Agencies must take more care protecting leads

It will be critical for agents to spend more time developing their potential buyer databases – in other words, the people who are much more likely to give agents permission to market to them - next year as consumers become more protective of their privacy, an industry consultant has said.  

And this is particularly true for agents located in ‘flat’ markets, said Ian Campbell, director, IC Growth Consulting.

“You need one buyer per property, that’s all you need,” he said in an article that appeared in the January issue of Real Estate Business magazine. “We’ve had a decade of good buyer inquiry … realestate.com.au and the [listing] portals have made it easy for agents to generate traffic into their properties.

“Having a reliance on third party marketing portals to push traffic into your properties is separating the agencies. Good agencies are building good databases; they’re tracking buyers; they’re capturing the details; they’re monitoring their movements; and not only in the open home, or post open home when they’ve purchased and they want to make their next purchase.

“Those sort of agencies are really valuing a buyer, and valuing the potential that buyer represents in a market is going to give them a really good edge … in tough markets.”

“Data capture – it’s the biggest hole, the biggest leaking bucket in the industry. You don’t need every piece of stock in the market to meet every buyer in the market – you only need a small fraction because buyers will go to different properties.

“What happens is agencies aren’t diligent and structured and strict around capturing good information from those buyers. Just letting them walk into an office and out again, they’re missing an opportunity for a future sale because that buyer will become a seller.”

Andrew Cocks, executive director at Richardson & Wrench, agreed that principals must harness technology in this regard.

“The adoption of technology to assist with business processes and knowledge management is the key for long-term success,” he said.

“The ability to harness information for the commercial benefit of the business is one of the most important things a business operator can do, however it has been one of the areas where our industry has under-performed … every office needs to better harness and use the knowledge and information they have gathered.”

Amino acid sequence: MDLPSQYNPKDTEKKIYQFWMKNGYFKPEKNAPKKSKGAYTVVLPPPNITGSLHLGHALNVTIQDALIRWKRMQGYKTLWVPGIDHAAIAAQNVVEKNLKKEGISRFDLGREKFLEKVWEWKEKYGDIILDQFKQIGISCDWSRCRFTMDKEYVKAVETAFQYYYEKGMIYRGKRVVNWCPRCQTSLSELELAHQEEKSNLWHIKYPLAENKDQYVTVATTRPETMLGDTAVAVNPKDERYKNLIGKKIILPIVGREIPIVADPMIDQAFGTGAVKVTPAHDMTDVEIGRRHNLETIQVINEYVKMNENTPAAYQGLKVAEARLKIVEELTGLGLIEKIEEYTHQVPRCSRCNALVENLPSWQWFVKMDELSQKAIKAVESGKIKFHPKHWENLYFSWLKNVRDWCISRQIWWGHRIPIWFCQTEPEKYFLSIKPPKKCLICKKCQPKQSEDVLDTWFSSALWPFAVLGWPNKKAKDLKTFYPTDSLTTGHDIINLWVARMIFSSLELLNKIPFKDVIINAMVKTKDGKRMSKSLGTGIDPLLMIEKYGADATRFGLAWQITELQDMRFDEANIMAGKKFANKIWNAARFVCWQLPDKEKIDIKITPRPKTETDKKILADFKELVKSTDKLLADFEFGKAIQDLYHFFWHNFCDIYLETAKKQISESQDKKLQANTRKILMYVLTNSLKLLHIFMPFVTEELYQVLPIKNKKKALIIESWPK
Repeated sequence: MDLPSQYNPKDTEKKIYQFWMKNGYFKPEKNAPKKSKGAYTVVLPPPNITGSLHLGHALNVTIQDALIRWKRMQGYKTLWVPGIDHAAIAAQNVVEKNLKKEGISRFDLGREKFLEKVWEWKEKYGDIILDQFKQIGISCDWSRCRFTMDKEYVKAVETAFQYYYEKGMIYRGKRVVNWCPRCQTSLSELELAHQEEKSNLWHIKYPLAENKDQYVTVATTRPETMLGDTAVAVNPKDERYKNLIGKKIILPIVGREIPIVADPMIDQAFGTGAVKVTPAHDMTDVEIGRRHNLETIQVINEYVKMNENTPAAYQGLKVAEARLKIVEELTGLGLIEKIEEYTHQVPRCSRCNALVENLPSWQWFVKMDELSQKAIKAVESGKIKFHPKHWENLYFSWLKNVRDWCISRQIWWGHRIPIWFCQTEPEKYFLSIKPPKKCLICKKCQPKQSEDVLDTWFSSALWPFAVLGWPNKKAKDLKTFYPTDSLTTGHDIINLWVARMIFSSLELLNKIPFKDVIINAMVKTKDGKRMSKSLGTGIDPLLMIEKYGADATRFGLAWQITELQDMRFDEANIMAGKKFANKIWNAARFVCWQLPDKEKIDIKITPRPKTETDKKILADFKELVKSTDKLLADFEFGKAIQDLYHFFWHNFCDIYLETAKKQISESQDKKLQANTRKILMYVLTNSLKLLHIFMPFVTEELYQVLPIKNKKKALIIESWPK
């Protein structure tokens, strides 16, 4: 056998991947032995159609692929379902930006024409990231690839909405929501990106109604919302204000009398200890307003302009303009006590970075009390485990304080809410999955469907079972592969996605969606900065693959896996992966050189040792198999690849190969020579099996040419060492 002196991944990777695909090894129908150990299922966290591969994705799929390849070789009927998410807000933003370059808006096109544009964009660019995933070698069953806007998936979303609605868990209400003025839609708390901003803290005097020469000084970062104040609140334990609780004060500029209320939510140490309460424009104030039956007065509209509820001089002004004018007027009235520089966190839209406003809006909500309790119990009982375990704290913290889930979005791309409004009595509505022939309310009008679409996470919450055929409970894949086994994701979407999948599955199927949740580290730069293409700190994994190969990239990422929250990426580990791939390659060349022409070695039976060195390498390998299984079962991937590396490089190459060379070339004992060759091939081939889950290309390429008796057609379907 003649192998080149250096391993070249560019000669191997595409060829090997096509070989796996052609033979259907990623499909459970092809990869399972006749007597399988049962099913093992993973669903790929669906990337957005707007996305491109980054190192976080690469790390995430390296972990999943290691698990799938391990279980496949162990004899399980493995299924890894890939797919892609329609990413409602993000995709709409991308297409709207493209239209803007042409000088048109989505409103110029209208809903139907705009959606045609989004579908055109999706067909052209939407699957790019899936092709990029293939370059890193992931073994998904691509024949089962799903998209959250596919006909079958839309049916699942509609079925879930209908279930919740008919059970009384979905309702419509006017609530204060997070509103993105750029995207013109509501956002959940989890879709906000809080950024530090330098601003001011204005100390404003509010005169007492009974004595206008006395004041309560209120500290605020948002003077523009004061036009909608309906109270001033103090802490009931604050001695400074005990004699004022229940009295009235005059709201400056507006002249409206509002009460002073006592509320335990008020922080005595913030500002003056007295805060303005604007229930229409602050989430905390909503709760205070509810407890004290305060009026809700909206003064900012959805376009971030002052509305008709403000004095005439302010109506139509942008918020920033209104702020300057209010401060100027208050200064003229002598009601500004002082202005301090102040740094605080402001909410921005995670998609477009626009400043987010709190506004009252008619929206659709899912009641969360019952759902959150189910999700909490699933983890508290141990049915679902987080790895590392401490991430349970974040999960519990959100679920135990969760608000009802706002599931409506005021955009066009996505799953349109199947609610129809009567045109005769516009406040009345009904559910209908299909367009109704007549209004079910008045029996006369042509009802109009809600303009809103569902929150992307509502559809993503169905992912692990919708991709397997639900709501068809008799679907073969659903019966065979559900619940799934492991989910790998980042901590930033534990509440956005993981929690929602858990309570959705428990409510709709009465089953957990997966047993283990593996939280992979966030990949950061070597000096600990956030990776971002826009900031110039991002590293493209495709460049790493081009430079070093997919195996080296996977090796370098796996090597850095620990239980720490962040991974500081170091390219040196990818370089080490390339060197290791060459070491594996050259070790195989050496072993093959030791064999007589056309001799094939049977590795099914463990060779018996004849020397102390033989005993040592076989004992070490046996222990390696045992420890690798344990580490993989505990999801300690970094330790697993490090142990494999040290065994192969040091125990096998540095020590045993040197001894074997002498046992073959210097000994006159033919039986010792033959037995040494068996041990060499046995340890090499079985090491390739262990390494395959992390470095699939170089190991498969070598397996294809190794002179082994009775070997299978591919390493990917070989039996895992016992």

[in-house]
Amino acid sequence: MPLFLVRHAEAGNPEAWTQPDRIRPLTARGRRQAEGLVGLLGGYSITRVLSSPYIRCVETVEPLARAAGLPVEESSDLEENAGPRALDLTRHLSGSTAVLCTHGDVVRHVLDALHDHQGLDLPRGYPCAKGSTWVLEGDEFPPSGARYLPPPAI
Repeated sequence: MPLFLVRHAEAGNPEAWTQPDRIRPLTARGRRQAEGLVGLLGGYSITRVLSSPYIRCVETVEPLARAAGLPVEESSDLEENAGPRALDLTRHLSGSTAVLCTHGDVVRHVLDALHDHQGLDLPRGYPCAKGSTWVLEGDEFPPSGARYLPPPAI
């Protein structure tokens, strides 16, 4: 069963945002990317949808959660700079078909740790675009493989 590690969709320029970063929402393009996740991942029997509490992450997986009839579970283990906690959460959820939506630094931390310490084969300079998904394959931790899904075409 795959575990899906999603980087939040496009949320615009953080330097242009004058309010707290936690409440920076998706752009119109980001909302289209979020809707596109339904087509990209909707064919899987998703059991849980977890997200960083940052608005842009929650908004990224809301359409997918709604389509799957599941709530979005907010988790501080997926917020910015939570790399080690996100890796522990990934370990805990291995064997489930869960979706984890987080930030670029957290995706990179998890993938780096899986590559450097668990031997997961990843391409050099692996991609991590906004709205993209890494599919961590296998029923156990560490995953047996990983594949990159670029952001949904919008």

It will be critical for agents to spend more time developing their potential buyer databases – in other words, the people who are much more likely to give agents permission to market to them - next year as consumers become more protective of their privacy, an industry consultant has said.  

And this is particularly true for agents located in ‘flat’ markets, said Ian Campbell, director, IC Growth Consulting.

“You need one buyer per property, that’s all you need,” he said in an article that appeared in the January issue of Real Estate Business magazine. “We’ve had a decade of good buyer inquiry … realestate.com.au and the [listing] portals have made it easy for agents to generate traffic into their properties.

“Having a reliance on third party marketing portals to push traffic into your properties is separating the agencies. Good agencies are building good databases; they’re tracking buyers; they’re capturing the details; they’re monitoring their movements; and not only in the open home, or post open home when they’ve purchased and they want to make their next purchase.

“Those sort of agencies are really valuing a buyer, and valuing the potential that buyer represents in a market is going to give them a really good edge … in tough markets.”

“Data capture – it’s the biggest hole, the biggest leaking bucket in the industry. You don’t need every piece of stock in the market to meet every buyer in the market – you only need a small fraction because buyers will go to different properties.

“What happens is agencies aren’t diligent and structured and strict around capturing good information from those buyers. Just letting them walk into an office and out again, they’re missing an opportunity for a future sale because that buyer will become a seller.”

Andrew Cocks, executive director at Richardson & Wrench, agreed that principals must harness technology in this regard.

“The adoption of technology to assist with business processes and knowledge management is the key for long-term success,” he said.

“The ability to harness information for the commercial benefit of the business is one of the most important things a business operator can do, however it has been one of the areas where our industry has under-performed … every office needs to better harness and use the knowledge and information they have gathered.”

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